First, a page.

Bribery Crocker: Developing Unconventional PR Methods to Validate Our Services in Middle and High Schools

Close up view of cookies

Photo by yurilong

Never under estimate the power of a great cookie.

Thirty minutes of baking and bagging led to several months of attended IEP meetings, updates from the classrooms, and pullouts for testing. The moniker of “The Speech Lady,” which may have been developed to resemble a Saturday Night Live skit, was replaced by the honored title of “The Cookie Lady.” The tapping of heels in the empty halls had no longer become sighs of, “Oh great! Whose class will be disrupted now?” but one of musical tip tap merriment, “Will I be the one who receives the special delivery?”

I had become tired of the constant PR required for providing itinerant services in middle and high schools. It seemed that no matter how much honey I exuded through my smiles and pleasant tones, my well thought out suggestions would fall on hardened faces and deafened ears. I so loved the sessions with the students, assisting them not only with their speech and language development but also with the trials and triumphs of teenage angst. Kids were identifying their individual strategies, increasing self advocacy, and some were even passing their SOLs. Parental indifference was replaced with the excitement for dismissal from services that had lasted the majority of their child’s lifetime. The much needed teacher and administrator support, however, was not there.

I left the bait in the mail room, which was adjacent to my office. Leaving my door open in the early before school hours, I began to hear exclamations muffled by crumbs of “Who left these?” Gone in the 30 minutes it took to make them; the lasting impression was infinite! The next week would be the new block schedule, requiring new pullout and “push-in” times. The previous e-mail notifications were replaced with a handwritten note and a bag adorned with a ribbon in each teacher’s mailbox.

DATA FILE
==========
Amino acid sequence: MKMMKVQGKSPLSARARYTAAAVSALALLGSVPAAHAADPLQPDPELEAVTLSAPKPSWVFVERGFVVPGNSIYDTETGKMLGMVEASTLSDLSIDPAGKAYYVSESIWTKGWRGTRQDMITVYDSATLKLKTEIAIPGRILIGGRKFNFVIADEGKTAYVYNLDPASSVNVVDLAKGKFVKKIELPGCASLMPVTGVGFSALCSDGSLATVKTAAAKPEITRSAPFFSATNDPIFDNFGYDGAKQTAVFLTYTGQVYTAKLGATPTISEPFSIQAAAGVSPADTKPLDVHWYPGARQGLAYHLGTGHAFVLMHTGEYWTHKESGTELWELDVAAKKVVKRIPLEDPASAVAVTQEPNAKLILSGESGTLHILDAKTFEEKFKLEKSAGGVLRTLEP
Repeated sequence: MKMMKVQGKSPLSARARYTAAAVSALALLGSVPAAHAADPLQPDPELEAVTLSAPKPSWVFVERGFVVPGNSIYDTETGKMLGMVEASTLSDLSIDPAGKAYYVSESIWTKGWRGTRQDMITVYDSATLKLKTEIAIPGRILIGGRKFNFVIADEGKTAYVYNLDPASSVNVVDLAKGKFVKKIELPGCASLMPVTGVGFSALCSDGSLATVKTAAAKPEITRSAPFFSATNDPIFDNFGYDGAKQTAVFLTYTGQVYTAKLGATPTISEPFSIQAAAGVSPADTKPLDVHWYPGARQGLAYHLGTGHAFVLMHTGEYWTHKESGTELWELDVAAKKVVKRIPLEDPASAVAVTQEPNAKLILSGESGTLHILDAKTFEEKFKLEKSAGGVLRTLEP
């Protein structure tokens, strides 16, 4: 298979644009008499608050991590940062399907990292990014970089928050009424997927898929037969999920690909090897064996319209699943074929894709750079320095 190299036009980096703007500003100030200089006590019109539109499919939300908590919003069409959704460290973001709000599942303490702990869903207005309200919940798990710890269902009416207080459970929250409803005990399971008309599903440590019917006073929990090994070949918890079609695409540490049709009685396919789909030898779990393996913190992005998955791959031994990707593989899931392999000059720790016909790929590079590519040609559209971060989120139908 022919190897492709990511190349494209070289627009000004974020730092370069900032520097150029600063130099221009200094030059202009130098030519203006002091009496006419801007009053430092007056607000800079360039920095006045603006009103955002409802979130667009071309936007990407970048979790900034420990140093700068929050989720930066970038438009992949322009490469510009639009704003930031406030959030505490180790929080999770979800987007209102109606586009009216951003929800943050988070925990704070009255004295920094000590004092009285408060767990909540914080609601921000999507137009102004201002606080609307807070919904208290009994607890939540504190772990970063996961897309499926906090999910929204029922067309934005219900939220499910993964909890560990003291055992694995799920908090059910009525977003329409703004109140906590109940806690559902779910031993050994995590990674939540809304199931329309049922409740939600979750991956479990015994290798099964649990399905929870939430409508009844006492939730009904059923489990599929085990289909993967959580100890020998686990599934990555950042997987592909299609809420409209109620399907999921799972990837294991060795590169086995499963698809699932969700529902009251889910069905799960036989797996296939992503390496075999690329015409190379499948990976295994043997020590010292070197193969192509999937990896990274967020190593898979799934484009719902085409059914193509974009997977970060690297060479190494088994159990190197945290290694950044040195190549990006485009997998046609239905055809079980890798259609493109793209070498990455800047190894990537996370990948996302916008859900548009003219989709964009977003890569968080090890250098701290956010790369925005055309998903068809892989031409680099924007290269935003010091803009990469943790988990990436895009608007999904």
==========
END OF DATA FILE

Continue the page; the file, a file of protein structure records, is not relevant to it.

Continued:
The cookie experiment yielded six dozen chocolate chips each trial, and a batch of teachers who were beginning to take notice of the necessity of speech therapy in the schools. Extra chairs were necessary for the IEP meetings, and e-mails with attachments on progress were rising in my inbox. My recipes were requested….on how to enhance the students’ communication skills in the classrooms.

Many speech language pathologists repel the thought of working in middle and high school education settings. Your own triumphant stories or commentary on working in the ovens will help foster the success of fellow therapists with the right ingredients to create a successful speech language program.

Susanne Gore, CCC-SLP, is a pediatric speech pathologist at the Children’s Hospital of Richmond. She has enjoyed 16 years of laughing and learning during her experiences in private and public schools, health care facilities, and community colleges. Susanne has written articles and presented topics on creative therapy techniques to support individuals with maladaptive communication behaviors.